DESERT
AUG.
1-3
Cowboys' Reunion,
Las
Vegas,
New
Mexico. Ranchhands rodeo,
one of the
larg-est
in
the West.2-3 First annual charity horseshow,
Flagstaff,
Arizona.
Leo
Weaver, secretary.
2-16
Utah and Arizona vacation tripfor Sierra Club
of
SouthernCalifornia. Reservations beforeJuly
25,
Irene Charnock, 2526Hyler avenue,
Los
Angeles.W.
E.
(Andy) Andrews, leader.
2-19
Drawings
of
Yaqui, Seri
and
Mayo Indians
by
Eben F. Com-ins
on
exhibit
at
Museum
of
Northern Arizona,
Flagstaff.
3 Smoki Ceremonials
in
Prescott,Arizona
at
sundown. ClaudeHayes, chairman.4 Great Indian Corn dance, San-to Domingo Pueblo, New Mex-
ico.
9-10
Sierra club
to
hike Mt. San
]a-
cinto and climb Tahauitz Rock.Dr. Marko Petinak, leader.12 Indian ceremonial
at
SantaClara Pueblo, New Mexico.
13-16
20th annual Inter-Tribal Indianceremonial, Gallup, New Mex-
ico.
14-16 Annual rodeo, Vernal, Utah.15 Corn dance,
Zia
Pueblo.
60
miles southwest
of
Santa
Fe.
20-22 State convention
of
20-30 clubsin Salt Lake City, Utah. HaroldBerling, Fort Douglas, chair-man.21-24 American Legion state
con-
vention, Prescott, Arizona. Wm.
P.
Aven, chairman.22-23 Bean harvesting festival
and
rodeo, Mountainair, New Mex-
ico.
22-23 Flower show, Santa Fe. MorrisYashvin, chairman.22-24 Cavern City Cavalcade, Carls-bad, New Mexico. Rodeo.23-SEPT.
10
Indian paintings
bv
Hoke Denetsosie, Navajo artist,at Museum
of
Northern
Ari-
zona,
Flagstaff.
28-30 Box Elder fair
and
rodeo, Tre-monton, Utah.28-30 Kids rodeo
in El
Paso, Texas,followed on Aug. 31, Sept. 1,
by
Range Hands rodeo.30-SEPT.
1
Oldtime Labor day cele-bration
at
Miami, Arizona.30-SEPT.
1
Nevada rodeo, Winne-mucca, Nevada.30-SEPT.
1
Dig-N-Dogie Days, King-man, Arizona.30-SEPT.
1
Nevada state fair, Fallon,Nevada.
C. J.
Thornton, Reno,manager.30-SEPT
1
Santa
Fe
Fiesta
in
Santa
Fe,
New Mexico.
A.
].
Taylor,chairman.
Volume
4
AUGUST, 1941Number
10
COVERLETTERSCALENDARFIESTAHISTORYART OF LIVINGTRAVELOGCEREMONIALPUZZLERECREATIONINDIAN CRAFTSCONTESTPHOTOGRAPHYEXPLORATIONLANDMARKGEM STONESWEATHERBOTANYPOETRYFICTIONPLACE NAMESCONTRIBUTORSBOOKSMININGHOBBYTRAVELNEWSCOMMENT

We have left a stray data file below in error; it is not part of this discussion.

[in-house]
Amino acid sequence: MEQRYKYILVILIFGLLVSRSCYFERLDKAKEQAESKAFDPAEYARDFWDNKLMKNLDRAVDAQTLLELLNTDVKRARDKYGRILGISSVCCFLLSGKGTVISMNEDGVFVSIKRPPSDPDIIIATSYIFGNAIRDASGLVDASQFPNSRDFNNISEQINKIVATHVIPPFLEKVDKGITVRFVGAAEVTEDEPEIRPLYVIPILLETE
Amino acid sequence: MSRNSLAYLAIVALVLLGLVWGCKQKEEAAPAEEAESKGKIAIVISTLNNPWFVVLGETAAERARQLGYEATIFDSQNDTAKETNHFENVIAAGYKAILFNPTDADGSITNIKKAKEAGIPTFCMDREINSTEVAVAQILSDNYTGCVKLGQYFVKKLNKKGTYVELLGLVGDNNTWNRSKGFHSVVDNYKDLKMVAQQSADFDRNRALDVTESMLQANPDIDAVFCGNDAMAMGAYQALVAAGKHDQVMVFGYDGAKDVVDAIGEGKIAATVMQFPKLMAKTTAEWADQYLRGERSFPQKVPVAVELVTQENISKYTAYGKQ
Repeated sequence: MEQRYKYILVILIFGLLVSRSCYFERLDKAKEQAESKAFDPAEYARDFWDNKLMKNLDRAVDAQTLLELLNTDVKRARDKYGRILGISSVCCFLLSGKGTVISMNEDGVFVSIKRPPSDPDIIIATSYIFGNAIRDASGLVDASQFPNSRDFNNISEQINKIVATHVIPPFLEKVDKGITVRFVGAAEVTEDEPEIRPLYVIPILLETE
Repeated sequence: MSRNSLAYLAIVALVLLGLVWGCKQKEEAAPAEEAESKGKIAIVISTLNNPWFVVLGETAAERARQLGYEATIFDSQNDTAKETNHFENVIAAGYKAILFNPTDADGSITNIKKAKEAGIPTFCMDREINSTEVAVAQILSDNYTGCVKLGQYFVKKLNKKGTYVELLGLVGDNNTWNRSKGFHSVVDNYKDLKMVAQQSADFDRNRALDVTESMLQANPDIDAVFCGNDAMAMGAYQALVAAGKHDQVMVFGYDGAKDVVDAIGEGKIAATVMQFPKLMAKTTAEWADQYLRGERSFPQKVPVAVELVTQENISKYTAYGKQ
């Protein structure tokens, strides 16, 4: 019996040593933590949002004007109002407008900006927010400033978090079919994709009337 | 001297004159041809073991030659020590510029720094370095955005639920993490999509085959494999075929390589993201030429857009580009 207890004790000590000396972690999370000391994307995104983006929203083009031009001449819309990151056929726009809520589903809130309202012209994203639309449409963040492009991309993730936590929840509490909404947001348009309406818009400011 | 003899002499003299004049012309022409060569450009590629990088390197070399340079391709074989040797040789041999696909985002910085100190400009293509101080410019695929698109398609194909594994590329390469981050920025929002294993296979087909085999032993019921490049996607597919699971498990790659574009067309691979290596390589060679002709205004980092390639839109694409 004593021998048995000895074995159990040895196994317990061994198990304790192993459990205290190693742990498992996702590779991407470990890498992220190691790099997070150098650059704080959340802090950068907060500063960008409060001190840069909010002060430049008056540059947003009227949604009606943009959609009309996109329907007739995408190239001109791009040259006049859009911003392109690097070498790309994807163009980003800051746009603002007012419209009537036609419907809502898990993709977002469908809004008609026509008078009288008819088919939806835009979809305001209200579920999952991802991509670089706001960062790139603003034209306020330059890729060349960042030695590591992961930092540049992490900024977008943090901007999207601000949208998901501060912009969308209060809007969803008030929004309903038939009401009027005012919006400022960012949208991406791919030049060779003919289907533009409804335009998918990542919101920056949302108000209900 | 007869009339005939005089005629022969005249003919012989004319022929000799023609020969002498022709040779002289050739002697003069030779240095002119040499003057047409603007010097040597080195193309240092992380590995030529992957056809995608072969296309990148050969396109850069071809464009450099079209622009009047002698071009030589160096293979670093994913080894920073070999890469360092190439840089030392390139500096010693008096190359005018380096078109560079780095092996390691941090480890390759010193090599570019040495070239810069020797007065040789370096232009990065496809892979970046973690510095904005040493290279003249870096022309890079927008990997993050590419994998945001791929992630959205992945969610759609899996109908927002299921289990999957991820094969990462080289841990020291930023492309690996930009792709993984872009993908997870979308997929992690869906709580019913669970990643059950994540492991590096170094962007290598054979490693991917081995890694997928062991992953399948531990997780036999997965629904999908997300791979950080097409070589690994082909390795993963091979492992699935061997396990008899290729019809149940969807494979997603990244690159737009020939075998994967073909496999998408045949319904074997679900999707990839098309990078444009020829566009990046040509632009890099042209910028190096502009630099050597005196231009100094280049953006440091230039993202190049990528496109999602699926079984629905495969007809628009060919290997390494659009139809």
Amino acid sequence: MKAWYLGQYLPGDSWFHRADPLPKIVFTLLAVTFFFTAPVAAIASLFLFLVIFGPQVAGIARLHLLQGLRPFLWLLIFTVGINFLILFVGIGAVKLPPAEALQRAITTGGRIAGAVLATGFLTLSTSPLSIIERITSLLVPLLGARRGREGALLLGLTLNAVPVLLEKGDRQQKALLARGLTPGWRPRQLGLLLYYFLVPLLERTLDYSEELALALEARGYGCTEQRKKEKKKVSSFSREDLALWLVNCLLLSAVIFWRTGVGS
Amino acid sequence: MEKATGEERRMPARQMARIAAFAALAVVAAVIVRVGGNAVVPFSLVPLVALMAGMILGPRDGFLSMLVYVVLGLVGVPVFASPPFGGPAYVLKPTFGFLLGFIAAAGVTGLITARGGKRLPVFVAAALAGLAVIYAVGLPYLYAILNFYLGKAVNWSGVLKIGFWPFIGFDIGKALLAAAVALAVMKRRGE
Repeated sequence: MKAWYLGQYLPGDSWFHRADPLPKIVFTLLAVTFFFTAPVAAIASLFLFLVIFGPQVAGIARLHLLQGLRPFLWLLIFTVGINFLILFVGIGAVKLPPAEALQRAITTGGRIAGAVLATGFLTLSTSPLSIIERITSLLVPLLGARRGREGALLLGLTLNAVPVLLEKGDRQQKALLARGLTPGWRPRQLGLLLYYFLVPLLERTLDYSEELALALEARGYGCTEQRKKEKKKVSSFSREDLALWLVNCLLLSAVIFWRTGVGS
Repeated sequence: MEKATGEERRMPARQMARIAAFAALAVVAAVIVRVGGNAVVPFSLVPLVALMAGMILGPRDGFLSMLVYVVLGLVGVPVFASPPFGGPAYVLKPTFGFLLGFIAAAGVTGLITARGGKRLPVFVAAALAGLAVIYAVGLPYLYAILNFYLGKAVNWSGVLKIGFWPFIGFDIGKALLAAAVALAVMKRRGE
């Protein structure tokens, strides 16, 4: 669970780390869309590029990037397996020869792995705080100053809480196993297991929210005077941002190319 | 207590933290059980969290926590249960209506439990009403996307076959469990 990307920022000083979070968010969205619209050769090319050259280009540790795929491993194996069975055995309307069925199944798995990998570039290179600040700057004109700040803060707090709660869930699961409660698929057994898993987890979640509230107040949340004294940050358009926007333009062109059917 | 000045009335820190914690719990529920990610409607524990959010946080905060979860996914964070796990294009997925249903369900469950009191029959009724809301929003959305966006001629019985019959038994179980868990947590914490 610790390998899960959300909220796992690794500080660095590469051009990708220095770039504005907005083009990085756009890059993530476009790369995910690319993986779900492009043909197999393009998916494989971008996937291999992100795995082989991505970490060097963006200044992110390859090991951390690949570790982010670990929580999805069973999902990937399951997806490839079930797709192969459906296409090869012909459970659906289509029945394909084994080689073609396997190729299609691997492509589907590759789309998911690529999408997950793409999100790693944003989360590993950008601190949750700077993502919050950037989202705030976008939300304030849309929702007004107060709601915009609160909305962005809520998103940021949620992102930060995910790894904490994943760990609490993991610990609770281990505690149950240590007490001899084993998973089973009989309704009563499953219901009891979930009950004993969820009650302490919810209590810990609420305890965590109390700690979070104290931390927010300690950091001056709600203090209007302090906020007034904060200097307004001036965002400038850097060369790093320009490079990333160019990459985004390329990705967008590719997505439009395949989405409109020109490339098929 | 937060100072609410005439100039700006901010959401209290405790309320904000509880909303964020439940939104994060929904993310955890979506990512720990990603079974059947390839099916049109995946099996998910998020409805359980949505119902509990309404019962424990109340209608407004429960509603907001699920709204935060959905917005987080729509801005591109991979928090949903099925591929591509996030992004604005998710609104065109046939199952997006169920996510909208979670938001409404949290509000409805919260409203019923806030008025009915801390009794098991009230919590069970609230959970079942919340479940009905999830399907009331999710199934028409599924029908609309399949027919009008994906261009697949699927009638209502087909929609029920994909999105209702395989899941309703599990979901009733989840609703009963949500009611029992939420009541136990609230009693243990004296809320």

NAVAJO YOUTH, Copyrighted picture
by
D. CliffordBond, Berkeley, California.Comment from Desert Magazine readers
... 2
Current events
on
the desert
3
When the Tribesmen Dance
at
Gallup
.... 4
Bisbee MassacreBy BARRY GOLDWATER
5
Desert RefugeBy MARSHAL SOUTH
9
We Camped
in
the Devil's KitchenBy BETTY WOODS
11
Daughter
of
the Snake ClanBy MRS. WHITE MOUNTAIN SMITH
... 15
True
or
False—a test
of
your Desert knowledge
. 18
253,000 Acres Allotted
to
Anza Desert State Park
.18
Pottery Maker
of
San IldefonsoBy HELEN CALKINS
19
Prize announcement
for
August
22
Contest winners
for
July
23
Arch
in
the RedrocksBy RICHARD VAN VALKENBURGH
... 24
Window RockBy JIMMIE ELLISON
27
Odd Rocks from
a
Desert Dry LakeBy JOHN
W.
HILTON
28
Desert temperatures
in
June
30
You'll Recognize Velvet RosetteBy MARY BEAL
31
Indian Weaver, and other poems
32
Hard Rock Shorty
of
Death ValleyBy LON GARRISON
33
Origin
of
names
in
the Southwest
34
Writers
of the
Desert
35
Reviews
of
Southwestern books
36
Briefs from
the
Desert region
38
Gems and Minerals—Edited
by
ARTHUR
L.
EATON
.... 39
Rambling RocknutsBy BERTHA GREELEY BROWN
40
Here and There
on the
Desert
43
Just Between You and Me—by
the
Editor
... 46
The Desert Magazine is published monthly by the Desert Publishing Company, 636State Street, El Centro, California. Entered as second class matter October 11, 1937, atthe post office at El Centro, California, under the Act of March 3, 1879. Title registered
No.
358865 in U. S. Patent Office, and contents copyrighted 1941 by the Desert PublishingCompany. Permission to reproduce contents must be secured from the editor in writing.RANDALL HENDERSON, Editor. LUCILE HARRIS, Associate Editor.Richard B. Older, Advertising Representative, 416 Wall St., Los Angeles,
Calif.
Phone TR 1501Manuscripts and photographs submitted must be accompanied by full return post-
age.
The Desert Magazine assumes no responsibility for damage or loss of manuscriptsor photographs although due care will be exercised for their safety. Subscribers shouldsend notice of change of address to the circulation department by the fifth of the monthpreceding issue.SUBSCRIPTION RATESOne year, including gold-embossed loose leaf binder $3.00Two years, including binders for both years 5.00You may deduct 50c each for binders if not desired.Canadian subscriptions 25c extra, foreign 50c extra.Address correspondence to Desert Magazine, 636 State St., El Centro, California.
AUGUST,
1941